The latest: According to the annual World Happiness Report, Afghanistan has been ranked as the saddest country in the world. For the sixth year in a row, Finland has been named the happiest country in the report, which ranks global happiness in more than 150 countries around the world.
- It is worth mentioning that after the Taliban’s rise to work in Afghanistan, the human rights and economic situation of Afghan citizens has deteriorated and a large number of families are concerned about this.
- The dire humanitarian situation has caused the citizens of the country to face great difficulty.
- Countries around the world and aid agencies have always complained about the current situation in Afghanistan, calling it alarming.
- The ranking of the countries is based on data from six key factors: social support, income, health, freedom, generosity and absence of corruption.
- The report is released every year on the occasion of International Day of Happiness on March 20 by the Sustainable Development Solutions Network.
- In July 2012, the United Nations General Assembly declared March 20 as World Happiness Day. According to the UN, a country’s success must be judged by how happy its people are.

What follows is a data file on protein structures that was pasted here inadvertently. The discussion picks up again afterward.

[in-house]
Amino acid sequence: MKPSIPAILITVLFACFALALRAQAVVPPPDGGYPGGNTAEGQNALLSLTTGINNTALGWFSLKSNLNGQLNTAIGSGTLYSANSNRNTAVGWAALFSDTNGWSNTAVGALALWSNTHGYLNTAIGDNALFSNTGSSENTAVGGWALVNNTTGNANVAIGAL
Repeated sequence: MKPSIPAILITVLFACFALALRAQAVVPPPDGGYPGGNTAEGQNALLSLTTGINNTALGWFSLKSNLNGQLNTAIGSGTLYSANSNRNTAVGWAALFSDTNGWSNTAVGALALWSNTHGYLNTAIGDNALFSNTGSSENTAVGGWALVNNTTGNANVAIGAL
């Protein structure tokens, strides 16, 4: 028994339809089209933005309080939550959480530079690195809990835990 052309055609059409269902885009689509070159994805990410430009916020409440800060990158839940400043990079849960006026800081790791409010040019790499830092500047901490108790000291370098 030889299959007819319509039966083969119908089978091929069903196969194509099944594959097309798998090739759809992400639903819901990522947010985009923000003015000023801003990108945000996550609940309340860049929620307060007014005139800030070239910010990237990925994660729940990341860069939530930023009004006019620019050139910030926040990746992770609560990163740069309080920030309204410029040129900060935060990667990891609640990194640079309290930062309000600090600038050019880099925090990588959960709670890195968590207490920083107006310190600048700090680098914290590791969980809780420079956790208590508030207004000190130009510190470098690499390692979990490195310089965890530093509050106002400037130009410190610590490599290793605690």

- The report also determined which countries are the most unhappy around the world. War-torn Afghanistan and crisis-hit Lebanon remain the two unhappiest countries in the world, according to the survey.
Zoom out: The UAE is the happiest Arab country in the world, ranking in at 26.
- Finland remains in the top position for the sixth year in a row. Lithuania is the only new country in the top twenty, up more than 30 places since 2017.
- “The ultimate goal of politics and ethics should be human well-being,” said Jeffrey Sachs, president of SDSN and director of the Earth Institute’s Center for Sustainable Development. “The happiness movement shows that well-being is not a ‘soft’ and ‘vague’ idea but rather focuses on areas of life of critical importance: material conditions, mental and physical wealth, personal virtues, and good citizenship. We need to turn this wisdom into practical results to achieve more peace, prosperity, trust, civility – and yes, happiness – in our societies.”